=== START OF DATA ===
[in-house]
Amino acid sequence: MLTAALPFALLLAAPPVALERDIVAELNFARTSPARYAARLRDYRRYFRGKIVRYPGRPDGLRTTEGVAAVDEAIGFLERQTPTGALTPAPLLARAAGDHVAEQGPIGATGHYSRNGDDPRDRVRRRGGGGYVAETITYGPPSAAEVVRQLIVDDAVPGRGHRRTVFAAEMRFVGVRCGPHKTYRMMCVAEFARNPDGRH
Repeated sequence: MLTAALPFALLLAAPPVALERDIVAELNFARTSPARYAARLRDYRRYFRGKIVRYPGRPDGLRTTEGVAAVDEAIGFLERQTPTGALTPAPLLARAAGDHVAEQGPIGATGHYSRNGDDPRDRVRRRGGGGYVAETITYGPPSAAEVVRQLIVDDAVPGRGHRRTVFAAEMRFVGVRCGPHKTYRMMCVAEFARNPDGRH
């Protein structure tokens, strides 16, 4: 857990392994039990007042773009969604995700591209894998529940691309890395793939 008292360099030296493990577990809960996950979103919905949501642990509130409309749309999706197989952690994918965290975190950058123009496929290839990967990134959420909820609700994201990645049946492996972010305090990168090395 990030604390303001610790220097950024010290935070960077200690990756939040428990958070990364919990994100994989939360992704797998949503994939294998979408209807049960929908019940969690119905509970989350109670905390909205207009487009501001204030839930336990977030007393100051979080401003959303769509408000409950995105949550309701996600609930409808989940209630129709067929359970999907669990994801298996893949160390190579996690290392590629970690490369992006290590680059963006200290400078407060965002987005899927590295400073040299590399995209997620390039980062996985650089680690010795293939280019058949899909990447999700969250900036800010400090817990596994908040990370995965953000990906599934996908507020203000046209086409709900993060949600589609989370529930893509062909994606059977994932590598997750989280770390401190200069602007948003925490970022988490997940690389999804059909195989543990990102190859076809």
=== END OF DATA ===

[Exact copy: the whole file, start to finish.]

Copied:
[in-house]
Amino acid sequence: MLTAALPFALLLAAPPVALERDIVAELNFARTSPARYAARLRDYRRYFRGKIVRYPGRPDGLRTTEGVAAVDEAIGFLERQTPTGALTPAPLLARAAGDHVAEQGPIGATGHYSRNGDDPRDRVRRRGGGGYVAETITYGPPSAAEVVRQLIVDDAVPGRGHRRTVFAAEMRFVGVRCGPHKTYRMMCVAEFARNPDGRH
Repeated sequence: MLTAALPFALLLAAPPVALERDIVAELNFARTSPARYAARLRDYRRYFRGKIVRYPGRPDGLRTTEGVAAVDEAIGFLERQTPTGALTPAPLLARAAGDHVAEQGPIGATGHYSRNGDDPRDRVRRRGGGGYVAETITYGPPSAAEVVRQLIVDDAVPGRGHRRTVFAAEMRFVGVRCGPHKTYRMMCVAEFARNPDGRH
């Protein structure tokens, strides 16, 4: 857990392994039990007042773009969604995700591209894998529940691309890395793939 008292360099030296493990577990809960996950979103919905949501642990509130409309749309999706197989952690994918965290975190950058123009496929290839990967990134959420909820609700994201990645049946492996972010305090990168090395 990030604390303001610790220097950024010290935070960077200690990756939040428990958070990364919990994100994989939360992704797998949503994939294998979408209807049960929908019940969690119905509970989350109670905390909205207009487009501001204030839930336990977030007393100051979080401003959303769509408000409950995105949550309701996600609930409808989940209630129709067929359970999907669990994801298996893949160390190579996690290392590629970690490369992006290590680059963006200290400078407060965002987005899927590295400073040299590399995209997620390039980062996985650089680690010795293939280019058949899909990447999700969250900036800010400090817990596994908040990370995965953000990906599934996908507020203000046209086409709900993060949600589609989370529930893509062909994606059977994932590598997750989280770390401190200069602007948003925490970022988490997940690389999804059909195989543990990102190859076809």